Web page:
Kafka, our main character, makes the critical decision to run away from home, thereby creating his own path and purpose. However, he is unable to find out what that purpose it, and is instead weighted down by his memories until he enters the spirit world. He falls in leave with a living spirit because of his own memories, the constant bite of his prophecy and the part of Miss Saeki’s lover’s spirit that was still within him. In the spirit world, he is shown a cabin without books, in contrast to Oshima’s cabin in the human world. Fifteen year-old Miss Saeki visits and fully interacts with him in the spirit world, and time on his watch has stopped. At that moment, he was about to decide that this is his meaning, that this is his purpose. Miss Saeki was everything to him and staying with her became his meaning. Meanwhile, Nakata met Miss Saeki, and Miss Saeki presented Nakata with a whole documentation of her life, asking him to burn it promptly. These papers represent her memories, and through burning them, she has decided to finally let go of the memories and lay her spirit to rest. She dies, at peace, and the remainder of her spirit goes into the spirit world and tells Kafka to turn back. She’s effectively telling Kafka that his life was not destined to be as such, that his original spirit has a greater meaning beyond staying with a dead soul. When Kafka remarks that he did not know what to do next, she told him to look at the painting, at ‘Kafka on the Shore’. As mentioned in Part 1 of this analysis, ‘Kafka on the Shore’ is a symbol for the search of one’s purpose, with the boy in the painting looking out into the distance for the ‘pendulum that swings the world’, the essence of the everyday that pushes everyone forwards.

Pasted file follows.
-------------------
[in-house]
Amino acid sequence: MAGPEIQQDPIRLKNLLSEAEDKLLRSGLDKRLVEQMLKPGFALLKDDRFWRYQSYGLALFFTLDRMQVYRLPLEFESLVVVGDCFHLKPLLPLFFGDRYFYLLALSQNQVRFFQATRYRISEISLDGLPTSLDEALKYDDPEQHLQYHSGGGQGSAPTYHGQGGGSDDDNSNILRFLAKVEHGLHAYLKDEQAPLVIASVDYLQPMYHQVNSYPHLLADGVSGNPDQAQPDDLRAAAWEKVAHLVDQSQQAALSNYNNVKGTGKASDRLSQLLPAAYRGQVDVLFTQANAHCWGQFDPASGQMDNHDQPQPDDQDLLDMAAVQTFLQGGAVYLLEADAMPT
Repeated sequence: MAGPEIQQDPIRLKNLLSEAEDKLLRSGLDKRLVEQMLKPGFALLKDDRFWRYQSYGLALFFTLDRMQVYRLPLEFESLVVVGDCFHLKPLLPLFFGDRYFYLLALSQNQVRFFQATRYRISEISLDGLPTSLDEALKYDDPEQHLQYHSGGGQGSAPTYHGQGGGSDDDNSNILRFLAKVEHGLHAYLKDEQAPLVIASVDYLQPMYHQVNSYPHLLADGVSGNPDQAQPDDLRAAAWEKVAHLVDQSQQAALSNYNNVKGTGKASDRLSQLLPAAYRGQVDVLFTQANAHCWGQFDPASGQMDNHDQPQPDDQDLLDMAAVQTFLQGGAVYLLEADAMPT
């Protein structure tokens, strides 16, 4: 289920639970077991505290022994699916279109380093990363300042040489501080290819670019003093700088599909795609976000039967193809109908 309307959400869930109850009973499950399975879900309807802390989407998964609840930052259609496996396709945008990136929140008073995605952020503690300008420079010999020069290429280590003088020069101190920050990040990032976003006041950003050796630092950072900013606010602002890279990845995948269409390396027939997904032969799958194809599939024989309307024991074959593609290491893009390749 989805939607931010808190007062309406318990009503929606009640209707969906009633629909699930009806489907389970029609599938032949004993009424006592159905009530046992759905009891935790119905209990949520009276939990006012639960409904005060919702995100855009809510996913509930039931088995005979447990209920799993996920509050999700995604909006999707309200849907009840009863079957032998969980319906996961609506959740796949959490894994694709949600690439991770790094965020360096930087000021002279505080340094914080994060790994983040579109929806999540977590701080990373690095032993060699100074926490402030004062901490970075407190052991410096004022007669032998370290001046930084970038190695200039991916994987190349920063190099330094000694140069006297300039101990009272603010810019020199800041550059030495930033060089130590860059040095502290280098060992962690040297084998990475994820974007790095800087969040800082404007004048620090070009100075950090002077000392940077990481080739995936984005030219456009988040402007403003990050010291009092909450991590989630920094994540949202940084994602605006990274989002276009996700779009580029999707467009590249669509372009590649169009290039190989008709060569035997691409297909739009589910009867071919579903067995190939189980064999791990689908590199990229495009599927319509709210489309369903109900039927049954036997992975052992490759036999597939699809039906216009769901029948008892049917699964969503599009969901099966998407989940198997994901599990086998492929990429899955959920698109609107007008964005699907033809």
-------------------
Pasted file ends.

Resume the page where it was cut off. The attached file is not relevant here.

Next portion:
By telling Kafka to look at this painting, the book has achieved its primary purpose: to tell the reader to keep on searching for purpose, as a life without purpose is not a life lived. Purpose can come from within or from others, like Nakata and Hoshino respectively, and the first step in achieving one’s purpose is the right decision at that critical juncture. Once you get hold of this purpose, do not lose it, for you can never get it back again.

And, with that, adiós.